It is believed to be apparent from the accompanying drawing that the lugs 4 and 5 or the portions of the link 17 having the openings 15 and 16 are thin which gives very little bearing surface. The thin edge of the material surrounding each of the openings 6, 7, 15 or 16 wears very rapidly if there is only a slight play or free motion between the peripheral portion of the applied pin 8 or 14 and the edge defining the opening. The particular construction of the pin 8 or 14 together with the provision of the opening 7 or 15 eliminates this disadvantage. As j5 previously set forth, the pin 8 comprises the arms a and b which are-integrally connected by the loop 9. As is illustrated in Figure 4 of the drawing, these arms a and b are entirely separated from each other and converge from the loop toward the outer ends of said arms. The extremities of these converging arms a and b are in close proximity thus facilitating the insertion of the pin thru the several openings and particularly facilitate the insertion of the pin through the breather openings in the beak of the fowl.

The arms a and b immediately adjacent to the loop 9 have their outer edge portions spaced apart a distance in excess of the elongated openings 7 or 15 so that said end portions of the arms a and b will be placed under tension within the opening 7 or 15. The natural tendency of these arms a and b after being placed under tension to return to their initial spaced relation will result in the inner portions of the arms a and b tightly bearing against the ends of the openings 7 and 15 whereby is eliminated the liability of any free play of the applied pin 8. If desired, after the pin 8 has been applied the free end portions of the arms a and b may be manually spread and bent back to provide further means to prevent the pin 8 having endwise movement.

From the foregoing description it is thought to be obvious that a mask or guard constructed in accordance with my invention is particularly well adapted for use by reason of the convenience and facility with which it may be assembled and used, and it will also be obvious 'that my invention is susceptible of some change and modification without departing from the principles and spirit thereof and for this reason I do not wish to be understood as limiting myself to the precise arrangement and formation of the several parts herein shown in carrying out my invention in practice except as hereinafter claimed.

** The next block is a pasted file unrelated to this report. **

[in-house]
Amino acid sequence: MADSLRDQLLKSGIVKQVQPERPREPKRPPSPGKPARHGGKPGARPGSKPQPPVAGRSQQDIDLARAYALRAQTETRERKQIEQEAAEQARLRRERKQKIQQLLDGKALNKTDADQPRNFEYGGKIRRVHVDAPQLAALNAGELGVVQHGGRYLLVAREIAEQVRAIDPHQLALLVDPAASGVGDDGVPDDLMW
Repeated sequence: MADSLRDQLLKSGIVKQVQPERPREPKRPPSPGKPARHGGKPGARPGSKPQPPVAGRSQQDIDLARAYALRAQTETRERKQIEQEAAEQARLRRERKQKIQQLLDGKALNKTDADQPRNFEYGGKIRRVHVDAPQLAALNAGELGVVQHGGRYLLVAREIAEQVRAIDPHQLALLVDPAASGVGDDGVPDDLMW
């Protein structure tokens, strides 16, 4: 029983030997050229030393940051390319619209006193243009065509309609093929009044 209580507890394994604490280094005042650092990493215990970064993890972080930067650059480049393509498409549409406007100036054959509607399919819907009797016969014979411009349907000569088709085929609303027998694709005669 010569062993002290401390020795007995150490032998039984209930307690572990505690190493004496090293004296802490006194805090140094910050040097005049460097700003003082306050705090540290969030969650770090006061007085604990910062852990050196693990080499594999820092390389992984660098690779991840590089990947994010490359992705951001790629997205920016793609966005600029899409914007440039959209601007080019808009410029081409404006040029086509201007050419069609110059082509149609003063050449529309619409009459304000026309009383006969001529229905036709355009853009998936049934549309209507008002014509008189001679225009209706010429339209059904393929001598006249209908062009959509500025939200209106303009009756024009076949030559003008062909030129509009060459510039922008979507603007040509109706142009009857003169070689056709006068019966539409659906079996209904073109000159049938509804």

I claim: 1. A poultry antipicking device comprising connected wings of a light thin material adapted to be carried by the beak of a fowl with portions being positioned at opposite sides of the beak, said portions having openings, one of said openings being elongated; arid a fastening means comprising a split pin having two elongated arms, and a resilient loop connecting said arms at one end of the pin, said loop maintaining slightly divergent the portions of the arms immediately adjacent thereto with the arms converging to a point adjacent to their opposite ends, said pins being insertible through the openings with the loop adjacent to and outwardly of the elongated opening, the converging end portions of the arms of the pin providing a point which will readily pass through the openings of the device and the beak of the fowl, the converging portions of the arms of the pin immediately adjacent the loop contacting with the end edges of the elongated opening as the pin is passed through the openings of the device and the beak of the fowl and slightly compressing said convergent end portions of the arms, the resiliency of the loop and the compression of the arms causing the converging ends of the arms to have close contact with the ends of the elongated opening to hold the pin rigid in fastening position.

2. A poultry antipicking device comprising connected wings of a light thin material adapted to be carried by the beak of a fowl with portions being positioned at opposite sides of the beak, said portions having openings, one of said openings being elongated; and a fastening means comprising a split pin having two elongated arms, and a resilient loop connecting said arms at one end of the pin, said loop maintaining slightly divergent the portions of the arms immediately adjacent thereto with the arms converging to a point adjacent to their opposite ends, said pin being insertible through the openings with the loop adjacent to and outwardly of the elongated opening, the converging end portions of the arms of the pin providing a point which will readily pass, through the openings of the device and the beak of the fowl, the converging portions of the arms of the pin immediately adjacent the loop contacting with the end edges of the elongated opening as the pin is passed through the openings of the device and the beak of the fowl and slightly compressing said convergent end portions of the arms, the resiliency of the loop and the compression of the arms causing the converging ends of the arms to have close contact with the ends of the elongated opening to hold the pin rigid in fastening position, the arms of the pin being of a length to extend beyond the portion of the device having the second opening, the extended portions' of said arms providing further means upon spreading said extended portions of the arms to maintain the pin in place. JOHN CLAYTON CRIDLEBAUGH.